we will also need a new root node. The nodes that will be affected by this update operation are nodes with `values=15, 6, 1`

. Let’s understand the approach we will use for building the `Version-1`

of the Segment Tree.

We start the dfs traversal from the root node of the segment tree of `Version-0`

. This is shown by `step 1`

in the diagram shown above.

In `step 2`

, we check whether the right or the left half associated with the root node remains unaffected by the given update operation. In the given update operation the left half will remain unaffected. This is because the node to be updated falls in the right interval of the current node which is the root node. Thus we point the `leftChildPtr`

of the root node of `Version-1`

to the node with `value=9`

in `Version-0`

as this half will not be affected with the given update operation.

We make a new node and point the `rightChildPtr`

of the root node of `Version-1`

to the new node. We then `recursively`

move towards the right half of the root node of `Version-0`

as the left half is unaffected.

In `step 3`

, we again check which half will remain unaffected by the given update operation. As the node to be updated falls in the right interval of the node with `value=6`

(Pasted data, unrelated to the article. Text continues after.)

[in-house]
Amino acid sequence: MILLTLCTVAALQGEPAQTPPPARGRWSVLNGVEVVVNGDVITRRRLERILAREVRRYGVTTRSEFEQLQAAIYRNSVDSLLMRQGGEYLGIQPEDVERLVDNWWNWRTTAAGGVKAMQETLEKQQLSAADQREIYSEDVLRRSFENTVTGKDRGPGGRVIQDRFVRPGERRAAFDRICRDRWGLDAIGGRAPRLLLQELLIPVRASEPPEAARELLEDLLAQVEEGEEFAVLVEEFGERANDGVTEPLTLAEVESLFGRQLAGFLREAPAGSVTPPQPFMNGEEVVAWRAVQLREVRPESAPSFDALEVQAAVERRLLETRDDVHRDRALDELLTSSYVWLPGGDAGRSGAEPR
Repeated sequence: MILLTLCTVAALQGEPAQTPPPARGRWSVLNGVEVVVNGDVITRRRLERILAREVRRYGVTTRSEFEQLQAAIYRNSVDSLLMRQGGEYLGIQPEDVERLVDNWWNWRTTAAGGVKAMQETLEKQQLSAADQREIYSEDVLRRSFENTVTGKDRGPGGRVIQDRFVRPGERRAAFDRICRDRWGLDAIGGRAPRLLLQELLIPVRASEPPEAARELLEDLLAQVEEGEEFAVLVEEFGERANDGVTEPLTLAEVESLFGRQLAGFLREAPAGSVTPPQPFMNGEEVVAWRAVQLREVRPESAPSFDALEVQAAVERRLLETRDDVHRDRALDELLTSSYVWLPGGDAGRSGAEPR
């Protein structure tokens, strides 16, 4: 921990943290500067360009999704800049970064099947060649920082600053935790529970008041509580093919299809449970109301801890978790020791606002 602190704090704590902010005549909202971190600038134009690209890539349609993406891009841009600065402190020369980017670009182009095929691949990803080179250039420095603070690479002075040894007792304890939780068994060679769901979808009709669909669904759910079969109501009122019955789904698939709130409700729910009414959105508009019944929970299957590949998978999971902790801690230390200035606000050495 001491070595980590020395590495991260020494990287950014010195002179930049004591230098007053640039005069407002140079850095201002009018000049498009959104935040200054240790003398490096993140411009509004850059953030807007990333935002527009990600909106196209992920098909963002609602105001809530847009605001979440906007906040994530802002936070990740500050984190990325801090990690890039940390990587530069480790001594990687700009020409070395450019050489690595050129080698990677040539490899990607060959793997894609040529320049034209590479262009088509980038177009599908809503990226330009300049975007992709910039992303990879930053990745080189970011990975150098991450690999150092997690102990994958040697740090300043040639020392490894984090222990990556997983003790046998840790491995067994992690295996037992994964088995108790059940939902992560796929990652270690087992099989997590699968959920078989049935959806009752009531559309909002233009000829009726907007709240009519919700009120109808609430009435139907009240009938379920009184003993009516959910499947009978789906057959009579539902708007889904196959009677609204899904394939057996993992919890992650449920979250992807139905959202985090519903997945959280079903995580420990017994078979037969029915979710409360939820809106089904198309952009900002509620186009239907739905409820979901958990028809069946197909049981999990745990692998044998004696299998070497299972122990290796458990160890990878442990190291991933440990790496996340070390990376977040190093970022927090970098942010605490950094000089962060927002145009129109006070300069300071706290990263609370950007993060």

in `Version-0`

the left half will again remain unaffected by the given update operation. Thus we point the `leftChildPtr`

of the node with `value=8`

in `Version-1`

to the node with `value=5`

in `Version-0`

. The `rightChildPtr`

will be pointed to a new node. We again `recursively`

move towards the right of the node with `value=6`

in `Version-0`

and reach a leaf node.

When we reach a leaf node we get the node we want to update. We assign the updated value in the leaf node of `Version-1`

and return from the dfs call. While backtracking we update the value of the non-leaf nodes in `Version-1`

with the sum of the right and left child of the current node in `Version-1`

. This is shown by `step 4`

of the diagram shown above.

After the upgrade operation, the segment tree will look like the one shown in `figure 3`

. The red nodes represent the new nodes that were created in the upgrade operation. The rest of the nodes were shared from the previous version that is `Version-0`

of the segment tree.